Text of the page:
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WITandWISDOM(tm) - May 14, 1998
I expect to pass through this world but once. Any good thing, therefore, that I can do, or any kindness that I can show a fellow being, let me do it now. Let me not defer or neglect it, for I shall not pass this way again. - Stephen Grettlet
(Shared by Bud Trulson)
Little Chad was a shy, quiet young man. One day he came home and told his mother that he'd like to make a valentine for everyone in his class. Her heart sank. She thought, "I wish he wouldn't do that!" because she had watched the children when they walked home from school. Her Chad was always behind them. They laughed and hung on to each other and talked to each other. But Chad was never included. Nevertheless, she decided she would go along with her son. So she purchased the paper and glue and crayons. For three weeks, night after night, Chad painstakingly made 35 valentines.
Valentine's Day dawned, and Chad was beside himself with excitement. He carefully stacked them up, put them in a bag, and bolted out the door. His mother decided to bake him his favorite cookies and serve them nice and warm with a cool glass of milk when he came home from school. She just knew he would be disappointed and maybe that would ease the pain a little. It hurt her to think that he wouldn't get many valentines - maybe none at all.
That afternoon she had the cookies and milk on the table. When she heard the children outside, she looked out the window. Sure enough, there they came, laughing and having the best time. And, as always, there was Chad in the rear. He walked a little faster than usual. She fully expected him to burst into tears as soon as he got inside. His arms were empty, she noticed, and when the door opened she choked back the tears.
"Mommy has some cookies and milk for you," she said. But he hardly heard her words. He just marched right on by, his face aglow, and all he could say was: "Not a one. Not a one." Her heart sank. And then he added, "I didn't forget a one, not a single one!"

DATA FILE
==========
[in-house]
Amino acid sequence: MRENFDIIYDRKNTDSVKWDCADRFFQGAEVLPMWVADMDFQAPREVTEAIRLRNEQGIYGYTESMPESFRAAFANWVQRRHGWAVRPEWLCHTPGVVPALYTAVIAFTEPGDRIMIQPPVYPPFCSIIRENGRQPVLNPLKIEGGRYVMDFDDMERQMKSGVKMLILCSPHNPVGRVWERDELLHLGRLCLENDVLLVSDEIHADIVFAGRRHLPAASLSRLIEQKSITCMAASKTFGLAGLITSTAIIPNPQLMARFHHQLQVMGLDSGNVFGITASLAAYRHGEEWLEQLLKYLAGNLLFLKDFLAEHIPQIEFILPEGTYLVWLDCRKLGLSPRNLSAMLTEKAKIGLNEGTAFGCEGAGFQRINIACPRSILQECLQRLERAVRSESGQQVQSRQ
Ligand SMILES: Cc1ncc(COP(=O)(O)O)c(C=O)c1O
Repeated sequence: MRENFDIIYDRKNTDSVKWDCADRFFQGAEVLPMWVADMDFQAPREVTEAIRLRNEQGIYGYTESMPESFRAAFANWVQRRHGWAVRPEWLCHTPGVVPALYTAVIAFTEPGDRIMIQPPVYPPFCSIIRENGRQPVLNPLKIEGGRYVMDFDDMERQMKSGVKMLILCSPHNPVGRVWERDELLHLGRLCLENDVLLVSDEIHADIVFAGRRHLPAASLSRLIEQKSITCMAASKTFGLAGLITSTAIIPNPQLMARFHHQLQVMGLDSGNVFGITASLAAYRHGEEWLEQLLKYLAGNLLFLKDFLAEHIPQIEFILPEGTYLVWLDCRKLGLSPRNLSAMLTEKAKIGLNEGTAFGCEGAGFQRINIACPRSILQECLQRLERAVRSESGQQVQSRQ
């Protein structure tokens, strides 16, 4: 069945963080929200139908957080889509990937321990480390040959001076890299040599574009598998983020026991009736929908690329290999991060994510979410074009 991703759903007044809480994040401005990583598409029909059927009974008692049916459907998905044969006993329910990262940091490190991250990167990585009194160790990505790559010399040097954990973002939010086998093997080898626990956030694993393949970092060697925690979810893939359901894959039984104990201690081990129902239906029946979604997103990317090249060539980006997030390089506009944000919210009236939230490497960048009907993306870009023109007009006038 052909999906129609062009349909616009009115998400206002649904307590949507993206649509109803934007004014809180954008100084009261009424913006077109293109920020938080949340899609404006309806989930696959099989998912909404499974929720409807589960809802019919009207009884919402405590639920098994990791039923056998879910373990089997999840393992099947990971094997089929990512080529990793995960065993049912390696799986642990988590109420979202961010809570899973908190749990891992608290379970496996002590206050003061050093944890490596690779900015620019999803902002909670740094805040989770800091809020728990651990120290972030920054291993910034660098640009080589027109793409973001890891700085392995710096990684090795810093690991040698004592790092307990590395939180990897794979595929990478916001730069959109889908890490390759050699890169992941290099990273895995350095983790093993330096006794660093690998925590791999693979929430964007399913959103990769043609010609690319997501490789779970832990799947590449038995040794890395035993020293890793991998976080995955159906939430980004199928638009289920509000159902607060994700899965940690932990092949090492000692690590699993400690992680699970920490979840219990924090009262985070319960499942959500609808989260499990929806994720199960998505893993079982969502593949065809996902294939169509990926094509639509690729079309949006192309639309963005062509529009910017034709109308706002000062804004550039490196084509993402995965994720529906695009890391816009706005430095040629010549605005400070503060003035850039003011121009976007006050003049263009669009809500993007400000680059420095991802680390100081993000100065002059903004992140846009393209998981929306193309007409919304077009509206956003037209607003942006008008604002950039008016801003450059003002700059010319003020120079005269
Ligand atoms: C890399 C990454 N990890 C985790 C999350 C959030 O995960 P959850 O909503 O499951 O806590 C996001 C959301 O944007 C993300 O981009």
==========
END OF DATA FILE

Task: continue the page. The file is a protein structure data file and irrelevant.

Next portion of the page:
By Dale Galloway from A 3rd Serving of Chicken Soup for the Soul, Copyright 1996 by Jack Canfield and Mark Victor Hansen
(Chicken Soup for the Soul: Free Home Delivery http://www.soupserver.com/)
THIS & THAT:
One of the most delightful story teller and leg-pullers I've ever known was a blue-eyed, white-haired Irishman named Larry Doolin. One day, before I knew Larry well enough to distrust his every word, we had occasion to make an automobile trip together.
"You know," said Larry, as we passed a mobile home being towed by a truck, "those are very economical housing. So are prefabricated houses. Some friends of mine built a prefabricated house once. Everything was so perfectly planned that when they finished they had exactly one brick left over.
"The funny thing is that it worried them. They wondered if they had made a mistake somewhere. What would you do," he asked, "if you had exactly one brick left over?"
"I don't know," I replied, " - probably throw it away."
Larry let the matter drop and went on to other topics. About an hour later we got on the subject of smoking, "I was riding on a bus in Pennsylvania one time," he said, "and the fellow in the seat ahead of me was smoking a big black cigar. The lady across the aisle, who had a dog on her lap, was deeply annoyed. She asked him if he would please put out the cigar - that smoking wasn't permitted on the bus. "The fellow told her that dogs weren't permitted on the bus, either, and went right on smoking his cigar. The woman was furious. She jumped up, snatched the cigar from his mouth, and threw it out the window. Immediately - so fast I could hardly believe it - the man grabbed the lady's dog and tossed it out the same window. The lady screamed, then fainted dead away.
"Fortunately we made a rest stop a minute later. By the time I got off the bus, there came the lady's dog running up to us, not hurt a bit. And what do you suppose the dog had in his mouth?"
"Oh, no, Larry," I groaned in disbelief, "don't tell me it was the cigar!"
"No," said Larry, smiling. "It wasn't the cigar. It was that leftover brick from the prefabricated house!" - John L. Beckley
(Bits & Pieces, December 13, 1990, http://www.epinc.com/)
The years of peak mental activity are undoubtedly between the ages of four and eighteen. At four we know all the questions, at eighteen all the answers. - Author Unknown
I don't know why we are in such a hurry to get up when we fall down. You might think we would lie there and rest awhile. - Max Eastman
(Shared by Keith's Mostly Clean Humor & Weird List KSullivan@worldnet.att.net)
Western Michigan U. students have found a really effective way to reach out to fellow students. Small groups go door-to-door in their hall, asking for prayer requests from residents. They pray for their hall mates as a small group, and then follow up on the requests two weeks later. - http://www.gospelcom.net/iv/slj/ss97/ss97_cn_door_to_door.html